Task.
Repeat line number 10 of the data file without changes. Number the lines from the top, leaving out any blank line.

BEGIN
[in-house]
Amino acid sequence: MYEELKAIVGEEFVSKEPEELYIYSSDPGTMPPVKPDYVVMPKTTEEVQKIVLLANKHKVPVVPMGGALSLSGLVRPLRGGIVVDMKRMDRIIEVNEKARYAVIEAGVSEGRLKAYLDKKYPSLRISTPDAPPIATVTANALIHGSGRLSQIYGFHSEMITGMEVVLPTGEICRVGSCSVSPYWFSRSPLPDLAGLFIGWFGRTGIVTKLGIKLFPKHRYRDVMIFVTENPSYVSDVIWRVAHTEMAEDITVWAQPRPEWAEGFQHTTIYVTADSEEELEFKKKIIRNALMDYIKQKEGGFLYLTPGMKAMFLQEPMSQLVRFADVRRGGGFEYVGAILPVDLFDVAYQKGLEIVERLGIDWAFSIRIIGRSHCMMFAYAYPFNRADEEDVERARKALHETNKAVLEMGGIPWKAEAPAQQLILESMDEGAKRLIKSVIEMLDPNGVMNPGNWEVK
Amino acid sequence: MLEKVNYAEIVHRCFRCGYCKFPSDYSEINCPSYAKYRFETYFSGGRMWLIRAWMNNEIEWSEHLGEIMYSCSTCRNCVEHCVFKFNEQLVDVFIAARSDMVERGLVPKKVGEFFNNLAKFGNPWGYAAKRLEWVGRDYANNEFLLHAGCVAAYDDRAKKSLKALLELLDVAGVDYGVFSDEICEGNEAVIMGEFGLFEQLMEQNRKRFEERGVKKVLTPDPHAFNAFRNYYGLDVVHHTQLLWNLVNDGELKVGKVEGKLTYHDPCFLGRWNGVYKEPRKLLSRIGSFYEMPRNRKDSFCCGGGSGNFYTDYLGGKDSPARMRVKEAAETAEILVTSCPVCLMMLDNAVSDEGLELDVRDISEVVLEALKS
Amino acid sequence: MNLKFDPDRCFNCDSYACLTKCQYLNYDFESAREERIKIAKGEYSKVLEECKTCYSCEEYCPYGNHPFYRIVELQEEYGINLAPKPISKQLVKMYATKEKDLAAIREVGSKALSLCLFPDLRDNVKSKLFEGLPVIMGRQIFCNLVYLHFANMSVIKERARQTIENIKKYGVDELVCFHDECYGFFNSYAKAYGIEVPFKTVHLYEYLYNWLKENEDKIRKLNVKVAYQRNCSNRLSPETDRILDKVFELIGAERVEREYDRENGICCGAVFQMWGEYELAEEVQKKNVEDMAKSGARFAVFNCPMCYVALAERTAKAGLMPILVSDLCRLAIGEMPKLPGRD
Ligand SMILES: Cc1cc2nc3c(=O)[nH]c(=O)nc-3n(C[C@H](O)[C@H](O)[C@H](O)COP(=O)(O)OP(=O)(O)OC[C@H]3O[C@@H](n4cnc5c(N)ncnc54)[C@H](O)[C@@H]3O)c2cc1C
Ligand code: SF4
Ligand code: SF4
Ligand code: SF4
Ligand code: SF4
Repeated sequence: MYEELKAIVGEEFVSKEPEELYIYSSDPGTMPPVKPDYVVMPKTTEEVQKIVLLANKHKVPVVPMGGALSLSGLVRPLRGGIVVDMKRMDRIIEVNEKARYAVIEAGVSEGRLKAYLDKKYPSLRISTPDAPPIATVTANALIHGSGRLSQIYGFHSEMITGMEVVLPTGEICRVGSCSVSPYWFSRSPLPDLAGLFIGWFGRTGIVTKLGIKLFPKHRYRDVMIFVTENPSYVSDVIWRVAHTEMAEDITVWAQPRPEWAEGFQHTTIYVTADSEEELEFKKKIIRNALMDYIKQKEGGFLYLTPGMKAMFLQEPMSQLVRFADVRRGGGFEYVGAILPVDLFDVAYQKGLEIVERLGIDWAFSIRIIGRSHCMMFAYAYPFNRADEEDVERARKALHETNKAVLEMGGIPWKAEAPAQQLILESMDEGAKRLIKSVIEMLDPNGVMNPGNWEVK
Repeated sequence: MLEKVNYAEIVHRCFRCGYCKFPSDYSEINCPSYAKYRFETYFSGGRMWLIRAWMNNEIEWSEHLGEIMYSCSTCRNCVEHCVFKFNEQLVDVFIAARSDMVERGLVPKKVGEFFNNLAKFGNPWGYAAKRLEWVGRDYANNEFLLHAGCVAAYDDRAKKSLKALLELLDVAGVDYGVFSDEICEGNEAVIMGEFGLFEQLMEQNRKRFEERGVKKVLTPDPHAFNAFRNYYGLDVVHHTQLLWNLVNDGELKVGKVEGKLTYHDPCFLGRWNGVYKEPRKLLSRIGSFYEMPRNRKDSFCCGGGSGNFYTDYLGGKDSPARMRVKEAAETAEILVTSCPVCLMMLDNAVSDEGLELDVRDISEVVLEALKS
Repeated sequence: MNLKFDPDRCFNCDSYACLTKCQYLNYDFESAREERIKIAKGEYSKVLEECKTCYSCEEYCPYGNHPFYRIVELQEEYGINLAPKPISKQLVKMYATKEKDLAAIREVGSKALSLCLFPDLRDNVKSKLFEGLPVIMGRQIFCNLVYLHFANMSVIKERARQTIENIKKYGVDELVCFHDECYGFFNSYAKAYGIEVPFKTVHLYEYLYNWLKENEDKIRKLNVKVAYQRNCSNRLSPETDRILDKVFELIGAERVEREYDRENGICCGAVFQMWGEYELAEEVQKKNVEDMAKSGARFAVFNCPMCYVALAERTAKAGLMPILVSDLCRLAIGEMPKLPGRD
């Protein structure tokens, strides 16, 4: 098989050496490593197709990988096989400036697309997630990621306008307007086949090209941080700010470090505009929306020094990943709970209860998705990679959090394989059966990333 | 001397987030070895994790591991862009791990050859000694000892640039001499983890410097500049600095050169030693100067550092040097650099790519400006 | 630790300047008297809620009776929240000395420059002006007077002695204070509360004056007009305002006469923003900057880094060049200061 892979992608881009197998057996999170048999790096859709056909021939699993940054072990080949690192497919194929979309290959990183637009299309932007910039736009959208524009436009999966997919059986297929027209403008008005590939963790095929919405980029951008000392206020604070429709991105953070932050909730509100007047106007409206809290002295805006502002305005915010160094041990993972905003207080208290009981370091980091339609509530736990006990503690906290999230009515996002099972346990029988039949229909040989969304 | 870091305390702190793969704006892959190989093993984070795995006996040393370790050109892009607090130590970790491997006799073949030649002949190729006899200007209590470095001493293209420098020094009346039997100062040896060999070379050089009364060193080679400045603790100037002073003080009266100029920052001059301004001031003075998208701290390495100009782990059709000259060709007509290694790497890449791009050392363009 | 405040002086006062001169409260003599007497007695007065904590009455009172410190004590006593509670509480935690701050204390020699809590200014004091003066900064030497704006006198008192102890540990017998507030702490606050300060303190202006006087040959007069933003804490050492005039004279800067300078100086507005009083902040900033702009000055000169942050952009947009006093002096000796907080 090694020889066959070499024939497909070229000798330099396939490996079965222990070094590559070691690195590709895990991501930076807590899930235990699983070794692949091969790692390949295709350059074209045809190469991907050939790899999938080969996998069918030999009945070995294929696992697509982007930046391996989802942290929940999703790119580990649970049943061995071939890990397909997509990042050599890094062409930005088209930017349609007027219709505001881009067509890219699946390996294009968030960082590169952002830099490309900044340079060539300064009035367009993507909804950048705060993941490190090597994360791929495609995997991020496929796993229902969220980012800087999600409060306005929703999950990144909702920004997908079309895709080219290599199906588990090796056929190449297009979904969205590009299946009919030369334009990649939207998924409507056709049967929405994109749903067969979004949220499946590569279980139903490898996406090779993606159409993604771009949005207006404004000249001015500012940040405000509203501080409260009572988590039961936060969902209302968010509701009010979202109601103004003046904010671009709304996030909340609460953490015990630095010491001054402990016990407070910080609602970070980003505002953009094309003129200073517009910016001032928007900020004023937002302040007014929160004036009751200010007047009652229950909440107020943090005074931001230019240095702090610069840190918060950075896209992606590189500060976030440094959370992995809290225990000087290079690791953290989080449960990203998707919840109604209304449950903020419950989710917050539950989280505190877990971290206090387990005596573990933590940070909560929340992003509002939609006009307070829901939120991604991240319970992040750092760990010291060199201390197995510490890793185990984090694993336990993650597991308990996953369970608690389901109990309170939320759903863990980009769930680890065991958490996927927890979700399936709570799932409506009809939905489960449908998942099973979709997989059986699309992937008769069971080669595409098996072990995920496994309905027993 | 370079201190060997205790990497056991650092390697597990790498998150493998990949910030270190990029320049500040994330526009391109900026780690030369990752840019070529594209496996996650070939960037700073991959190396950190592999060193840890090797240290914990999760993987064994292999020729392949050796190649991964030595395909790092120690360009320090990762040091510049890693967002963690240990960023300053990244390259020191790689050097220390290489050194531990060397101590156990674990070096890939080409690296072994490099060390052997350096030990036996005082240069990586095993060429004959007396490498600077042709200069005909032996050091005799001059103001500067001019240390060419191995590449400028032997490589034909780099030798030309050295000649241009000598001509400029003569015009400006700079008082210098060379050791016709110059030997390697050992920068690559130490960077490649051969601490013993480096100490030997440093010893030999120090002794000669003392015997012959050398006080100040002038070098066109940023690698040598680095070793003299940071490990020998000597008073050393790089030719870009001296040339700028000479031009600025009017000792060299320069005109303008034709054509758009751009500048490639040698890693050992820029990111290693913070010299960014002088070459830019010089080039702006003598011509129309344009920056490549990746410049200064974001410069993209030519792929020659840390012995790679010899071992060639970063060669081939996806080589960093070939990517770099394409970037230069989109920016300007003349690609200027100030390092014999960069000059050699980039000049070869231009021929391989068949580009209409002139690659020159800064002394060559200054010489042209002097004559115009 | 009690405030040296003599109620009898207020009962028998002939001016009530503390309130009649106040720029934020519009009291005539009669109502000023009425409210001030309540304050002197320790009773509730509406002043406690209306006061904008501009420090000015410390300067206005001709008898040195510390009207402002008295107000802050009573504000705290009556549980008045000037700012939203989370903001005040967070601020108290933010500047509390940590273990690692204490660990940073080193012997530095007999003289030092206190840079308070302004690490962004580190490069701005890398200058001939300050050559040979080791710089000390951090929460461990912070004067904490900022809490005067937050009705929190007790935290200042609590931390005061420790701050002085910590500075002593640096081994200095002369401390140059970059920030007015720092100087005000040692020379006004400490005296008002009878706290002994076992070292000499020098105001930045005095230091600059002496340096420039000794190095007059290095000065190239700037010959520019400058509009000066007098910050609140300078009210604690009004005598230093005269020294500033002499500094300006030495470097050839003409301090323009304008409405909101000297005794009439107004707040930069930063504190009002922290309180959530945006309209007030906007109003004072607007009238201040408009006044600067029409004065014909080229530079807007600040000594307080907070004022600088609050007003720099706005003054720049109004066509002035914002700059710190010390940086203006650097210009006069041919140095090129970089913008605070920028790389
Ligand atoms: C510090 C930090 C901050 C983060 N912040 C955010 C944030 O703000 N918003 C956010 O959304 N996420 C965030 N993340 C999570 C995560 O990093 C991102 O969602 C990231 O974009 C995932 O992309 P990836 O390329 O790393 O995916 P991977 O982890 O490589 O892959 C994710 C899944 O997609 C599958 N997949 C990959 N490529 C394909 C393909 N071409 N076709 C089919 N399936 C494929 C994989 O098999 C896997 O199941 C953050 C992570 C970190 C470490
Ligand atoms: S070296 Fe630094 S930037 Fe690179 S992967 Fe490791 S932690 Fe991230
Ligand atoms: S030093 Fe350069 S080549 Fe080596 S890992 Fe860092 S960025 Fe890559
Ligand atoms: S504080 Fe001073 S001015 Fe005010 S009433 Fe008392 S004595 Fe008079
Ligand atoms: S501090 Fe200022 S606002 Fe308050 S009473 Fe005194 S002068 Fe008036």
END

Repeated sequence: MYEELKAIVGEEFVSKEPEELYIYSSDPGTMPPVKPDYVVMPKTTEEVQKIVLLANKHKVPVVPMGGALSLSGLVRPLRGGIVVDMKRMDRIIEVNEKARYAVIEAGVSEGRLKAYLDKKYPSLRISTPDAPPIATVTANALIHGSGRLSQIYGFHSEMITGMEVVLPTGEICRVGSCSVSPYWFSRSPLPDLAGLFIGWFGRTGIVTKLGIKLFPKHRYRDVMIFVTENPSYVSDVIWRVAHTEMAEDITVWAQPRPEWAEGFQHTTIYVTADSEEELEFKKKIIRNALMDYIKQKEGGFLYLTPGMKAMFLQEPMSQLVRFADVRRGGGFEYVGAILPVDLFDVAYQKGLEIVERLGIDWAFSIRIIGRSHCMMFAYAYPFNRADEEDVERARKALHETNKAVLEMGGIPWKAEAPAQQLILESMDEGAKRLIKSVIEMLDPNGVMNPGNWEVK